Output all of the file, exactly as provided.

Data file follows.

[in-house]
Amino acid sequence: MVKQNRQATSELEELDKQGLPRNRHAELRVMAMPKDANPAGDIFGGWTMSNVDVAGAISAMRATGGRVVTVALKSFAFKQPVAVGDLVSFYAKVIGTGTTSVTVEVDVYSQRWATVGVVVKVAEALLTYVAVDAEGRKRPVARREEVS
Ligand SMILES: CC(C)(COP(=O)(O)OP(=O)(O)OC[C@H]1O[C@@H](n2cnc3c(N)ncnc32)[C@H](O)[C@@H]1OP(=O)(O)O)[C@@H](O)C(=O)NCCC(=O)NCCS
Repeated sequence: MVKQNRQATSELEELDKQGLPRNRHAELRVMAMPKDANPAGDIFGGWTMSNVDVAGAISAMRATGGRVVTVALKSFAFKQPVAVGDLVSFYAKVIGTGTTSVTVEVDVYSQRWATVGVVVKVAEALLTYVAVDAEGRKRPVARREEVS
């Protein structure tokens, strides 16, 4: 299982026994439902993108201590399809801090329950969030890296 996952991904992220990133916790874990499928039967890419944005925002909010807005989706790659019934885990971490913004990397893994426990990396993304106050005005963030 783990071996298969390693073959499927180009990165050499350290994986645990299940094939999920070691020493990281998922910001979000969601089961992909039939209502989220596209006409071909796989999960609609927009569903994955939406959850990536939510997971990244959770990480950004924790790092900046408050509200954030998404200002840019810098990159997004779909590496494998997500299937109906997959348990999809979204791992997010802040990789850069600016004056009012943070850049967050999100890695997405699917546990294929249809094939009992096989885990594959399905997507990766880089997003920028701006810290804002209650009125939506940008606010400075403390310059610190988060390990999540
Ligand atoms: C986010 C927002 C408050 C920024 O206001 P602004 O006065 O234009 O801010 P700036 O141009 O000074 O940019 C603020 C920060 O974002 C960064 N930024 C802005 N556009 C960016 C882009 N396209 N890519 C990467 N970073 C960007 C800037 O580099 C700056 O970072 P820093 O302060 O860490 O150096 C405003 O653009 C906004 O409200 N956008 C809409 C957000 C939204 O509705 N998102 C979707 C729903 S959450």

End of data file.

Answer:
[in-house]
Amino acid sequence: MVKQNRQATSELEELDKQGLPRNRHAELRVMAMPKDANPAGDIFGGWTMSNVDVAGAISAMRATGGRVVTVALKSFAFKQPVAVGDLVSFYAKVIGTGTTSVTVEVDVYSQRWATVGVVVKVAEALLTYVAVDAEGRKRPVARREEVS
Ligand SMILES: CC(C)(COP(=O)(O)OP(=O)(O)OC[C@H]1O[C@@H](n2cnc3c(N)ncnc32)[C@H](O)[C@@H]1OP(=O)(O)O)[C@@H](O)C(=O)NCCC(=O)NCCS
Repeated sequence: MVKQNRQATSELEELDKQGLPRNRHAELRVMAMPKDANPAGDIFGGWTMSNVDVAGAISAMRATGGRVVTVALKSFAFKQPVAVGDLVSFYAKVIGTGTTSVTVEVDVYSQRWATVGVVVKVAEALLTYVAVDAEGRKRPVARREEVS
């Protein structure tokens, strides 16, 4: 299982026994439902993108201590399809801090329950969030890296 996952991904992220990133916790874990499928039967890419944005925002909010807005989706790659019934885990971490913004990397893994426990990396993304106050005005963030 783990071996298969390693073959499927180009990165050499350290994986645990299940094939999920070691020493990281998922910001979000969601089961992909039939209502989220596209006409071909796989999960609609927009569903994955939406959850990536939510997971990244959770990480950004924790790092900046408050509200954030998404200002840019810098990159997004779909590496494998997500299937109906997959348990999809979204791992997010802040990789850069600016004056009012943070850049967050999100890695997405699917546990294929249809094939009992096989885990594959399905997507990766880089997003920028701006810290804002209650009125939506940008606010400075403390310059610190988060390990999540
Ligand atoms: C986010 C927002 C408050 C920024 O206001 P602004 O006065 O234009 O801010 P700036 O141009 O000074 O940019 C603020 C920060 O974002 C960064 N930024 C802005 N556009 C960016 C882009 N396209 N890519 C990467 N970073 C960007 C800037 O580099 C700056 O970072 P820093 O302060 O860490 O150096 C405003 O653009 C906004 O409200 N956008 C809409 C957000 C939204 O509705 N998102 C979707 C729903 S959450």